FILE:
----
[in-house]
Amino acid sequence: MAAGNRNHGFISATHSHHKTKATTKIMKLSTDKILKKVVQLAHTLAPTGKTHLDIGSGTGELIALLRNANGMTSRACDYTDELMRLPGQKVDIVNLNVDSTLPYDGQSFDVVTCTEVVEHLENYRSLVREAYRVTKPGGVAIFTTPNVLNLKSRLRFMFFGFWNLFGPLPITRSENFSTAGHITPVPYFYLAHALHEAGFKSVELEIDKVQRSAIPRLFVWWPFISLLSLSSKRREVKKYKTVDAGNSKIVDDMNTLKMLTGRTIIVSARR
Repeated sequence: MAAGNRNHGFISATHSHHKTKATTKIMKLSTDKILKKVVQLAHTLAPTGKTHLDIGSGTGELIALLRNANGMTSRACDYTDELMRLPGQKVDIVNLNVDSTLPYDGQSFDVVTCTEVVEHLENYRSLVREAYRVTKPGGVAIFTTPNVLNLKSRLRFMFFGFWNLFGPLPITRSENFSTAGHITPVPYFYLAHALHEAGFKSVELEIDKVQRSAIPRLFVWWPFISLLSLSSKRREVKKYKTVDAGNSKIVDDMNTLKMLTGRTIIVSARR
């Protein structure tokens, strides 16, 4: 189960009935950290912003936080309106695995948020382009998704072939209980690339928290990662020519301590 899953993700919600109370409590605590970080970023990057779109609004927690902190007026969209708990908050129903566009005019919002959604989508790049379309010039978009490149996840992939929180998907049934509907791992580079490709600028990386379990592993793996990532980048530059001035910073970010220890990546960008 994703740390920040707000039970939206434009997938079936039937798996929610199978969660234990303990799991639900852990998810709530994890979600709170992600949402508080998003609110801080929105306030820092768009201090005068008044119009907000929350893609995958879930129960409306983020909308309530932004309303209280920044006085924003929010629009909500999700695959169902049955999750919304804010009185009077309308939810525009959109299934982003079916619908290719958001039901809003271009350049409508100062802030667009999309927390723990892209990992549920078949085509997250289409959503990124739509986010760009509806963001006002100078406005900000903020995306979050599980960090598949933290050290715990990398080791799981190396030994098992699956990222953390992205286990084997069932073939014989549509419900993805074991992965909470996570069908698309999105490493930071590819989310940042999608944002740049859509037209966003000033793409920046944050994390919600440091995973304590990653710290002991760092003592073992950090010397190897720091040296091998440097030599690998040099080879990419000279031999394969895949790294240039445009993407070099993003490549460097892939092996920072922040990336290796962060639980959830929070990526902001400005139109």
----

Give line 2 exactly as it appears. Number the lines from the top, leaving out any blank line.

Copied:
Amino acid sequence: MAAGNRNHGFISATHSHHKTKATTKIMKLSTDKILKKVVQLAHTLAPTGKTHLDIGSGTGELIALLRNANGMTSRACDYTDELMRLPGQKVDIVNLNVDSTLPYDGQSFDVVTCTEVVEHLENYRSLVREAYRVTKPGGVAIFTTPNVLNLKSRLRFMFFGFWNLFGPLPITRSENFSTAGHITPVPYFYLAHALHEAGFKSVELEIDKVQRSAIPRLFVWWPFISLLSLSSKRREVKKYKTVDAGNSKIVDDMNTLKMLTGRTIIVSARR